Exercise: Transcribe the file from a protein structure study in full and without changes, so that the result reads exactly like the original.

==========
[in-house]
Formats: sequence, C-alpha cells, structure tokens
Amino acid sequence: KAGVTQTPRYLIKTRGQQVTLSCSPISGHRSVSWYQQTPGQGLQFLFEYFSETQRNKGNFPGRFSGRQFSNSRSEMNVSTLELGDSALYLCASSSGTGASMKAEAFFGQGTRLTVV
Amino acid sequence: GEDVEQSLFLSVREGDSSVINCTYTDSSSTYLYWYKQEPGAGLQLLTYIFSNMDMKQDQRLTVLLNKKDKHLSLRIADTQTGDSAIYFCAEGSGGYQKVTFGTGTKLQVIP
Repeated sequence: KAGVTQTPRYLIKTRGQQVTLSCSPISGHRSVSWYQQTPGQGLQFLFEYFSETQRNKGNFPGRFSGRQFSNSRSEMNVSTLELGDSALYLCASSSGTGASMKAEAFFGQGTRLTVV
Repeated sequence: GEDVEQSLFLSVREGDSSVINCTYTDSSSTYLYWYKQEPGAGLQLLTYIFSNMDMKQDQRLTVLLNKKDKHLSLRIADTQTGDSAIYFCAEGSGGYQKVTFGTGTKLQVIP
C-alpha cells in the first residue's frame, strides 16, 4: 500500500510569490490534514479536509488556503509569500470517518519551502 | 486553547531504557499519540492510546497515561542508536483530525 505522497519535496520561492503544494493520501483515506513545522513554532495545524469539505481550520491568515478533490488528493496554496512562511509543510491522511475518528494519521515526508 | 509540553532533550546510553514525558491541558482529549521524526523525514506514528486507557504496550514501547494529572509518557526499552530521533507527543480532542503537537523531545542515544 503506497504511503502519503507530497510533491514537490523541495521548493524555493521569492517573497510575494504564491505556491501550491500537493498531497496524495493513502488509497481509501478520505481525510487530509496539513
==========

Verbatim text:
[in-house]
Formats: sequence, C-alpha cells, structure tokens
Amino acid sequence: KAGVTQTPRYLIKTRGQQVTLSCSPISGHRSVSWYQQTPGQGLQFLFEYFSETQRNKGNFPGRFSGRQFSNSRSEMNVSTLELGDSALYLCASSSGTGASMKAEAFFGQGTRLTVV
Amino acid sequence: GEDVEQSLFLSVREGDSSVINCTYTDSSSTYLYWYKQEPGAGLQLLTYIFSNMDMKQDQRLTVLLNKKDKHLSLRIADTQTGDSAIYFCAEGSGGYQKVTFGTGTKLQVIP
Repeated sequence: KAGVTQTPRYLIKTRGQQVTLSCSPISGHRSVSWYQQTPGQGLQFLFEYFSETQRNKGNFPGRFSGRQFSNSRSEMNVSTLELGDSALYLCASSSGTGASMKAEAFFGQGTRLTVV
Repeated sequence: GEDVEQSLFLSVREGDSSVINCTYTDSSSTYLYWYKQEPGAGLQLLTYIFSNMDMKQDQRLTVLLNKKDKHLSLRIADTQTGDSAIYFCAEGSGGYQKVTFGTGTKLQVIP
C-alpha cells in the first residue's frame, strides 16, 4: 500500500510569490490534514479536509488556503509569500470517518519551502 | 486553547531504557499519540492510546497515561542508536483530525 505522497519535496520561492503544494493520501483515506513545522513554532495545524469539505481550520491568515478533490488528493496554496512562511509543510491522511475518528494519521515526508 | 509540553532533550546510553514525558491541558482529549521524526523525514506514528486507557504496550514501547494529572509518557526499552530521533507527543480532542503537537523531545542515544 503506497504511503502519503507530497510533491514537490523541495521548493524555493521569492517573497510575494504564491505556491501550491500537493498531497496524495493513502488509497481509501478520505481525510487530509496539513